March 19, 2009
Stanford Financial Group’s chief investment officer is suing Lloyd’s of London, alleging it failed to pay for her legal defense under terms of an insurance policy.
Laura Pendergest-Holt alleges in the suit, filed in state court in Dallas, that Lloyd’s has not responded to a number of requests to provide the funds through Stanford’s Directors and Officers Liability and Company Indemnity policy. Such policies are common at many companies and cover the legal defense for executives facing lawsuits by investors or other parties.
Pendergest-Holt was named in civil fraud charges filed by the Securities and Exchange Commission on Feb. 17 against the company and two other executives, Stanford Chairman R. Allen Stanford and Chief Financial Officer James Davis.
On Feb. 26 she was arrested on criminal charges of lying to SEC investigators. She has not formally entered a plea but her attorneys have said she is innocent, and she is free on $300,000 bail. She is the only person so far facing criminal charges in connection with the investigation.
Read Article: Houston Chronicle
A judge has awarded $45 million in damages to a San Mateo woman who was paralyzed when a wrecking and demolition company’s truck ran a red light and hit her car.
Tricia Roth, now 41, a former software developer for Microsoft Corp., suffered a broken neck and spinal injuries in the September 2006 accident, her lawyer said in a filing in San Mateo County Superior Court. Her doctors said she requires full-time attendant care and will never walk again.
The driver, Roman Pantoja, failed to see the light on East Hillsdale Boulevard in San Mateo near Highway 101 and admitted that he was at fault, his lawyer, Lee Danforth, said at a court hearing last week.
Read Article: San Francisco Chronicle
A jury awarded a 21-year-old Wauchula woman $65 million Wednesday for her injuries in a 2007 crash.
The verdict is considered to be one of the largest by a Polk County jury.Wednesday’s verdict stemmed from a traffic crash in Zolfo Springs that left Kendra Lymon in a coma and hospitalized for months. Lymon had been driving her Dodge Neon on Aug. 21, 2007, when a tractor-trailer owned by an Auburndale-based company, Bynum Transport, struck her car at State Road 35 and State Road 64, according to the lawsuit naming Bynum and the driver.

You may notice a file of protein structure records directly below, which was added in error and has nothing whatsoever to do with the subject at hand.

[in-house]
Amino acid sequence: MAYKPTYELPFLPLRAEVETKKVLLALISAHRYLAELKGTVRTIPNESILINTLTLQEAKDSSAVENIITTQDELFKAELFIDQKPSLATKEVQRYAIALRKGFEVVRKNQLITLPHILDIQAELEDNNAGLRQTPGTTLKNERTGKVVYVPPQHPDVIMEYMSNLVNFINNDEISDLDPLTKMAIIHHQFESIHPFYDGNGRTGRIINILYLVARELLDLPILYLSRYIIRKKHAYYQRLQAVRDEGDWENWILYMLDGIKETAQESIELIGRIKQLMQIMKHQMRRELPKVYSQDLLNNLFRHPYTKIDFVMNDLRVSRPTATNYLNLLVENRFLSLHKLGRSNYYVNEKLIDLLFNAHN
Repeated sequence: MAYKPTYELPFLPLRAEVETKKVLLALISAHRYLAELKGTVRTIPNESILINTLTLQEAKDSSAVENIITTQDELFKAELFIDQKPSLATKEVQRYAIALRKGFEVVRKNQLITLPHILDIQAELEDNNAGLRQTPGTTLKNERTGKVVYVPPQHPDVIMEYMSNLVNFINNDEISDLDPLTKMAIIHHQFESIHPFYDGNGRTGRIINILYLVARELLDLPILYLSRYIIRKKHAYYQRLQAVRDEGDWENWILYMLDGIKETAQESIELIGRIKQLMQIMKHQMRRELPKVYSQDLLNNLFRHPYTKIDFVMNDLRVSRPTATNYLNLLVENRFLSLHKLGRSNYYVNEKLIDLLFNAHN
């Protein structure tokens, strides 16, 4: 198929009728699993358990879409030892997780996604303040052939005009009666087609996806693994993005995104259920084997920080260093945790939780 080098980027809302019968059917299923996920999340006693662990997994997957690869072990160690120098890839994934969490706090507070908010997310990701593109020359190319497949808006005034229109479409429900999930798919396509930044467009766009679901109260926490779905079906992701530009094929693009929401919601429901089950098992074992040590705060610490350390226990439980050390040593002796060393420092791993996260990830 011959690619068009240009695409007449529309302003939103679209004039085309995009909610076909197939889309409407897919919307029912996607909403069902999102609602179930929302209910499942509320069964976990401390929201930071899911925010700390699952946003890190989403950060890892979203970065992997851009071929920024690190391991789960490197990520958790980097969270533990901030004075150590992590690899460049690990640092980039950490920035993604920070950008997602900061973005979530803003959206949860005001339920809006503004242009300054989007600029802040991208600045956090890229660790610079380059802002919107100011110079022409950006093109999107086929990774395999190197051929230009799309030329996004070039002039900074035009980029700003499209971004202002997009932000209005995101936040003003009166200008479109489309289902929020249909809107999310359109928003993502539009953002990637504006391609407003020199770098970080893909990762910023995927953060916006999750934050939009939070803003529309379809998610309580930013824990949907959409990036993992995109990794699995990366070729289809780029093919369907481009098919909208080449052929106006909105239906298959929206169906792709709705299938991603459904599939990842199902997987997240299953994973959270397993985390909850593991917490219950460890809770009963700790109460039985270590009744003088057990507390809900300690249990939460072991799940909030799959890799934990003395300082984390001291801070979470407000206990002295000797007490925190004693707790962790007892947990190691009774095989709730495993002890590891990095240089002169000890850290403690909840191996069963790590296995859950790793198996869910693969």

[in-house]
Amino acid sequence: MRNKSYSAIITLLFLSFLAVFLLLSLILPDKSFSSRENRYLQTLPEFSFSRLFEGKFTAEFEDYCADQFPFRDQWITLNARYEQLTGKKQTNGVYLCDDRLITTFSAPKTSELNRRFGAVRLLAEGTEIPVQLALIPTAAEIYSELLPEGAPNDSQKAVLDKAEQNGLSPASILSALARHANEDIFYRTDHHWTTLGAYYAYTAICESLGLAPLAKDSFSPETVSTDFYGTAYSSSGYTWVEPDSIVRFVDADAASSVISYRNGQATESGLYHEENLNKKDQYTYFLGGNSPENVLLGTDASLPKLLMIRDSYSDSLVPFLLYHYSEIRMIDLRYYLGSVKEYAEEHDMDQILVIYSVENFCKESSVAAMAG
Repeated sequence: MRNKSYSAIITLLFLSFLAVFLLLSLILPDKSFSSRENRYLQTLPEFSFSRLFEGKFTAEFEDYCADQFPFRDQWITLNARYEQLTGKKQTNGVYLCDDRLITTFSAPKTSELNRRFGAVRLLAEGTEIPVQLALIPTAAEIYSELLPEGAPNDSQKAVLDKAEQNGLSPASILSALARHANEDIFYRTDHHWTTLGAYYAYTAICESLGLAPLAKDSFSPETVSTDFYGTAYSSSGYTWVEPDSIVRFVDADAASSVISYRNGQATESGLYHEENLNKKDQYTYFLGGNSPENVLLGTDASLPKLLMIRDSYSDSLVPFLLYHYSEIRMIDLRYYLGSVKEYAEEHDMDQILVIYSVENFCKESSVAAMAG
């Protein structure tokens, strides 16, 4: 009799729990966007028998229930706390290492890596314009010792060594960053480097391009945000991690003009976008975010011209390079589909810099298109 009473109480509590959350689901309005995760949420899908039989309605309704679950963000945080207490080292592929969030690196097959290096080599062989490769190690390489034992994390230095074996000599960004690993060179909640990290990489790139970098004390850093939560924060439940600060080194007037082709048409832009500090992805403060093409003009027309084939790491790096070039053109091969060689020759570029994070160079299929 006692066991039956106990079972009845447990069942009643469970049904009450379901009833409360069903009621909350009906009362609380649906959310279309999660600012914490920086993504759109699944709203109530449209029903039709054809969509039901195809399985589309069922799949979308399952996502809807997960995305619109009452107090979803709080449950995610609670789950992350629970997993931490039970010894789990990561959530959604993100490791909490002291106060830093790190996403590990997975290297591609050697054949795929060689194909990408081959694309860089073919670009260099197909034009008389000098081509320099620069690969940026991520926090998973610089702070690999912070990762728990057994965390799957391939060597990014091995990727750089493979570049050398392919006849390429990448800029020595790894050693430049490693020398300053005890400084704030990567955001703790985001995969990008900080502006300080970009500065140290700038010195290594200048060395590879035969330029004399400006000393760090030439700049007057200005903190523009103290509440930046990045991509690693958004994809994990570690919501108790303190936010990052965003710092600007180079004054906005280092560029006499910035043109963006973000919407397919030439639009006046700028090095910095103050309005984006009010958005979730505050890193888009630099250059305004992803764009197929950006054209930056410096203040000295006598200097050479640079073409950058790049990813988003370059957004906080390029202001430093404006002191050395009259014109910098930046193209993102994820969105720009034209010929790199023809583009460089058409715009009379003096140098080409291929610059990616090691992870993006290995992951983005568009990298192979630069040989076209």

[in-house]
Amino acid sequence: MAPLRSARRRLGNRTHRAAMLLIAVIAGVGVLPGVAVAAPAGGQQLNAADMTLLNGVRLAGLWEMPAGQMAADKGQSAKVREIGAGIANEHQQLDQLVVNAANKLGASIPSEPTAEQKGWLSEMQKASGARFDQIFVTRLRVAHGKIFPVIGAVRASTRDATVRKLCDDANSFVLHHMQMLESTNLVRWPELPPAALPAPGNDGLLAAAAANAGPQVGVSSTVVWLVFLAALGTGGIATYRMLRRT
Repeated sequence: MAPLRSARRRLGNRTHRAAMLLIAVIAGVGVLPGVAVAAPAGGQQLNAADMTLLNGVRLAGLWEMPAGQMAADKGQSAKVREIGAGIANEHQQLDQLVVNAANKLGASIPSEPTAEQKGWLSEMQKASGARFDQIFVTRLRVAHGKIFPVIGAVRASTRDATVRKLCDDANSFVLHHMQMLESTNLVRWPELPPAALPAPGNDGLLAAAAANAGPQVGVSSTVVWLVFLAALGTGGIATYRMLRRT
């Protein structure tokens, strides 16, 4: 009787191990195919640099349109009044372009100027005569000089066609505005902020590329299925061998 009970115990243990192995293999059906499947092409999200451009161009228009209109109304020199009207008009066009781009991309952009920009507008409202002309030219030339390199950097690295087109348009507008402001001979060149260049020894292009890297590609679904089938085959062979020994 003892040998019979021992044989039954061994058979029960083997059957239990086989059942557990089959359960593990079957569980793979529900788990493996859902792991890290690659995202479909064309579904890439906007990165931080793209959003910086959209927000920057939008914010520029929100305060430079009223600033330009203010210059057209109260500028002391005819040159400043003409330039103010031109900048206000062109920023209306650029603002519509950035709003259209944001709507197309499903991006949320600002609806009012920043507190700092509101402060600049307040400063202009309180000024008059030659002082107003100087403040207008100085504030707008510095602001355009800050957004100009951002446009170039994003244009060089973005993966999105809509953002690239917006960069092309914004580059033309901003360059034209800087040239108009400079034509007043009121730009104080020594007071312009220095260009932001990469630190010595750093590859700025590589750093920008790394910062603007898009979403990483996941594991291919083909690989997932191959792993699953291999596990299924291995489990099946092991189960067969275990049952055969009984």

A telephone call Wednesday evening to Bynum Transport was not returned.
The truck’s driver, Robert Bohn, a battalion chief for Polk County Fire Services, was working part-time for the trucking company. Bohn said in a deposition that he went into the intersection because he had the green light. But at trial, Lymon’s lawyers argued their client had the green light and produced an eyewitness to testify as such.
Read Article: The Ledger
In a case of first impression, a New Jersey appeals court on Wednesday denied a defense request for an autopsy of an asbestos-exposure plaintiff who died two days before trial.
The panel, in St. John v. Affinia Group, affirmed a trial judge’s finding that defendants Chrysler Corp. and Honeywell failed to show that examination of the dead man’s lung tissue would produce significant evidence.
The ruling means that Harold St. John, whose body has been stored at the DeMarco funeral home in Monroe Township, N.J., can now be laid to rest.
The Middlesex County suit claims St. John, who died on Feb. 28 at age 67, contracted mesothelioma, a form of lung cancer, by inhaling asbestos while working in a car-repair shop decades earlier.
Read Article: Law.com
The family of a Jacksonville man killed in a January crash with a speeding police officer has notified the city of their intent to file a lawsuit in the case, the family’s attorney said this afternoon.
A letter sent from attorney Steve Pajcic to the city today said the family of Matthew Brice Ogden Jr., 86, is “prepared to take whatever legal action is necessary to exact justice” for his widow and her late husband. The city has six months to make settlement overtures or otherwise respond, said Assistant General Counsel Howard Maltz.
The letter requests that evidence be preserved in the case involving Officer Marcus Kilpatrick, whose speeding patrol car plowed into Ogden’s truck Jan. 14 on Merrill Road. The Florida Highway Patrol said Kilpatrick was driving about 98 mph in a 40-mph zone as he was trying to catch a car with possible excessive tint.
Ogden’s truck turned into the patrol car’s path and Ogden, who wasn’t wearing a seat belt, was thrown through the passenger side window of his vehicle. He died at the scene.
Read Article: Florida Times Union
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